Hull City: The Gutter Press Have a New Target

Brian RhodesSenior Analyst IMarch 22, 2009

HULL, UNITED KINGDOM - MARCH 01:  Phil Brown, manager of Hull City looks on during the Premier League match between Hull City and Blackburn Rovers at the KC Stadium on March 1, 2009 in Hull, England.  (Photo by Matthew Lewis/Getty Images)

Well the British media has set out it's stall and it's new target of derision is none other than Hull City's very own Phil Brown.

It's funny how the British media is so fickle. When Hull City burst on the scene last May as the winners of the Championship Playoffs, Hull City where roundly touted as the team to be instantly relegated.

However, there were plenty of plaudits for the man in charge, one Phil Brown. A self-made man who had been on the footballing scrap heap twice only to rise like a phoenix from the ashes.

First as a player, where he retrained as an electrician as he saw his dream of professional football disappear.

Then as a manager, as he failed to resurrect the financially mis-managed Derby County from the ashes, he was dumped by the wayside only to be thrown a lifeline by Hull City.

This in the shape of a coaching role with the Tigers under Phil Parkinson at the wrong end of the Championship.

Parkinson was let go soon after as he couldn't manage to turn the disaster of a season around but the reigns were passed to Brown and the rest, as they say, is history.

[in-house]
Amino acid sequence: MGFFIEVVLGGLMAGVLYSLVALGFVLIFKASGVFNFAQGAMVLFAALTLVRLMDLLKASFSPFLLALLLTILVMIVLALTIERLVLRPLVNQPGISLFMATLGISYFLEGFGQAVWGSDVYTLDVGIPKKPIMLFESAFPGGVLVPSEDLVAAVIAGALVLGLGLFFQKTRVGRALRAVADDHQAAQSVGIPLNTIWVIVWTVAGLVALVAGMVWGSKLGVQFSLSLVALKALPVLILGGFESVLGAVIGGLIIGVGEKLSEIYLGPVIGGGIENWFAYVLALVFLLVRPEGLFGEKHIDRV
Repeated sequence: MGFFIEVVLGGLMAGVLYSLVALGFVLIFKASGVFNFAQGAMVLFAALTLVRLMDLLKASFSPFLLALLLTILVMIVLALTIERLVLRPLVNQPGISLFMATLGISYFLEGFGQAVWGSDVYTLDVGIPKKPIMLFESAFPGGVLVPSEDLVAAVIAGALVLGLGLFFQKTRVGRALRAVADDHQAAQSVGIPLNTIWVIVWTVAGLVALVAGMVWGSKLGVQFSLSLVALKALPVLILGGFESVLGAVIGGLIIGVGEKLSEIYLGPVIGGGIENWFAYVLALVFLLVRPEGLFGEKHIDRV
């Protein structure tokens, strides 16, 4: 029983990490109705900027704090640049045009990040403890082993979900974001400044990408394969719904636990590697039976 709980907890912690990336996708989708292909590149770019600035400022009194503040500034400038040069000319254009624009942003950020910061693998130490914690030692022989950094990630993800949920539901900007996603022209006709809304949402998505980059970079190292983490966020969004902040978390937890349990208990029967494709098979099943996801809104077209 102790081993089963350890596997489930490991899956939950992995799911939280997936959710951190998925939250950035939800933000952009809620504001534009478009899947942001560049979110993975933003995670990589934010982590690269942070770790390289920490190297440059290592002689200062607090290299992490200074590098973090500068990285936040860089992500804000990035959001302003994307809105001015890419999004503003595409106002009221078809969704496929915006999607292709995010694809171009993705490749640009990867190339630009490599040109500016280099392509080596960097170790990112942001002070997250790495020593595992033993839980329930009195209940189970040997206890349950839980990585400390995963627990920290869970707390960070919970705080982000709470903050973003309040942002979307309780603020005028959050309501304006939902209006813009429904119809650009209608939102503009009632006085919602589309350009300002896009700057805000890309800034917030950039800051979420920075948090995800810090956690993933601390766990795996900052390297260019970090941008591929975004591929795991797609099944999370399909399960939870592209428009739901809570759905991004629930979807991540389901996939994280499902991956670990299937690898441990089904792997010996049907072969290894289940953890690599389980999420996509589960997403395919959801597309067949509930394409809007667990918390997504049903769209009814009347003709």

So after only a year in charge, Phil Brown dragged the perennial under achievers Hull City kicking and screaming into the top flight of World Football. No mean feat as the club had been trying to do that very same thing for over a century, with only a fleeting glimpse of the prize to show for all the effort.

As the club's first season started to unfold it was clear that Phil Brown's Hull City were not going to go down without a fight. The club was not going to meekly "do a Derby" and lose by five goals a game and foul the opposition off the face of the pitch as many "so-called pundits" had predicted.

This Hull City side of Phil Brown's could actually play some good football. They were tenacious, talented and had a point to prove. The spine of Phil Brown's 'Tigers' were made up of players that had been with the club from the fourth tier of English Football.

However, it was the addition of some very hungry talent, a dash of experience, and a few risks on injury prone players that blended into a Phil Brown "team" that could actually compete with the big boys of English football.

Phil Brown almost instantly became a darling of the English sporting media. Almost because it wasn't until the victory against Arsenal at their Ashburton Grove stadium that they really sat up and took note.

But as anyone who has witnessed the British press in action will tell you, it loves to put its new darling on a pedestal just so it can take pot shots at them.

It did it with Eric Cantona, David Beckham, Arsene Wenger, Sir Alex Ferguson, and every England manager since the 1966 World Cup final. Phil Brown won't be the last but what the other club managers have that Phil Brown doesn't is a stable base to work with.

Hull City may be a great local club with a fantastic chairman in Paul Duffen, but if the media undermine the great and difficult job that Phil Brown has done at Hull City, it doesn't matter if he manages to keep the Tigers in the Premiership.

The fickle fans of football will turn their heads away from Hull City and Phil Brown and find a new media manufactured favourite to love.

So before you start thinking that Phil Brown is some sort of villainous loony tune, just think about where you are getting your information. It may just be a bit of sport for the British gutter press but it could be your manager next.